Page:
The European Commission (EC) has indicated its willingness to offer a data adequacy agreement for the UK, subject to formal approval by EU member states.
The commission has published two draft data adequacy decisions, one under the General Data Protection Regulation (GDPR) and another under the Law Enforcement Directive (LED), to allow for the continued transfer of personal data to the UK, setting in motion the process of their formal adoption
The purpose of data adequacy decisions is to determine whether a country, or sector within a country, outside the European Union (EU) has essentially equivalent data protection standards to the bloc and therefore whether data can be shared with it.
The UK has already determined under its own rules that the EU offers an adequate level of data protection, with the draft decisions now seeking to assess whether data is still able to flow in the other direction from the EU to the UK following Brexit.
According to the decisions, the EC considers that the UK’s data protection laws “ensure a level of protection for personal data… that is essentially equivalent” under both the GDPR and LED, and that the “oversight mechanisms and redress avenues” are sufficiently strong enough to allow data subjects to exercise their rights and sanction infringements.
Both draft decisions will now be scrutinised by the European Data Protection Board (EDPB) but, because the board itself does not have power to block the decisions, they will also need sign-off from EU member states before they can be fully adopted by the EC.
Data is currently able to flow from the EU to the UK under the Trade and Cooperation Agreement signed on 24 December 2020, which provides a six-month bridging period to allow the continued flow of data while the adequacy decisions are fully assessed.
“A flow of secure data between the EU and the UK is crucial to maintain close trade ties and cooperate effectively in the fight against crime. Today we launch the process to achieve that. We have thoroughly checked the privacy system that applies in the UK after it has left the EU,” said Commissioner for Justice Didier Reynders.
“Now European data protection authorities will thoroughly examine the draft texts. EU citizens’ fundamental right to data protection must never be compromised when personal data travels across the Channel. The adequacy decisions, once adopted, would ensure just that.”
If the member states agree the UK is adequate under the LED, it will mark the first time such an adequacy decision has been made under the directive, with most law enforcement data transfers from the EU currently governed by international agreements that do not take into account the standard of essential equivalence that now exists.
Twelve adequacy decisions have been made under the GDPR since it came into effect in May 2018, with Andorra, Argentina, Canada, the Faroe Islands, Guernsey, Israel, the Isle of Man, Japan, Jersey, New Zealand, Switzerland and Uruguay all being recognised as adequate jurisdictions by the EC.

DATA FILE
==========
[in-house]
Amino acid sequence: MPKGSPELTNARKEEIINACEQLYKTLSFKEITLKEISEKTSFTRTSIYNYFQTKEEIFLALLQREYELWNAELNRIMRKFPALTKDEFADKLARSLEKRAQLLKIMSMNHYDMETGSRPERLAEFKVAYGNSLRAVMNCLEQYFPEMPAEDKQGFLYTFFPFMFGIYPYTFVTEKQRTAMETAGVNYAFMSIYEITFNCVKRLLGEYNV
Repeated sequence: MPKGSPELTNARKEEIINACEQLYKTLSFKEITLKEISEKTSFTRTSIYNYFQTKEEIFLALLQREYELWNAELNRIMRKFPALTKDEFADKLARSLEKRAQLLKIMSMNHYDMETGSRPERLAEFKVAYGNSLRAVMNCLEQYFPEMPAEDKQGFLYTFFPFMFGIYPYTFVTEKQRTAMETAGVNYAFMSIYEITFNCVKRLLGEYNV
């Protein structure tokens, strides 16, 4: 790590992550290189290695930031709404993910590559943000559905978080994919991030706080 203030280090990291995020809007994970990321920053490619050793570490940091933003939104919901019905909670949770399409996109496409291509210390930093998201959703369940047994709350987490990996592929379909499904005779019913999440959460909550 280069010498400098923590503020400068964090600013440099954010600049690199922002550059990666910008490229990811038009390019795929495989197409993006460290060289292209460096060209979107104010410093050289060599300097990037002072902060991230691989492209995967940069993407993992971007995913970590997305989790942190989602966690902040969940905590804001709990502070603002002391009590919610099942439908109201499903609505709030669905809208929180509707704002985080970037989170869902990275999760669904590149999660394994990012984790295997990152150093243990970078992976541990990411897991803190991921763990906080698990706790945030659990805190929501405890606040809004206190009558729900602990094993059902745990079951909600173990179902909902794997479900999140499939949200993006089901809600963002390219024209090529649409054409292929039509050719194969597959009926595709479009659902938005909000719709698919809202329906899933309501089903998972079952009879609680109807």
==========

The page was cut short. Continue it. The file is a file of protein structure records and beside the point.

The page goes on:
In July 2020, the Court of Justice of the EU (CJEU) struck down the EU-US Privacy Shield data-sharing agreement for failing to ensure that European citizens had adequate rights of redress when data can be collected by the US National Security Agency (NSA) and other US intelligence services.
The ruling, colloquially known as Schrems II after the Austrian lawyer who took the case to the CJEU, found that people must be given “essentially equivalent protection” for their data when it is transferred to the US and other countries as they would receive in the EU under the GDPR and the European Charter of Fundamental Rights, which guarantees people the right for private communications and the protection of their private data. The status of EU-US data adequacy has still yet to be fully resolved.
Even though both adequacy decisions for the UK aim to achieve the same standard of essential equivalence, rules for the protection of personal data differ between the GDPR and LED, with the latter setting out sector-specific rules to govern how personal data can be processed and transferred by criminal justice organisations for law enforcement purposes.
The formal adoption of one adequacy decision therefore does not entail the automatic adoption of the other, as both need to be assessed separately on their own merits.
UK government and tech sector react to GDPR adequacy
Secretary of state for digital Oliver Dowden welcomed the publication of the draft decisions, which he claimed reflect the UK’s commitment to high data protection standards.
“Although the EU’s progress in this area has been slower than we would have wished, I am glad we have now reached this significant milestone following months of constructive talks in which we have set out our robust data protection framework,” he said.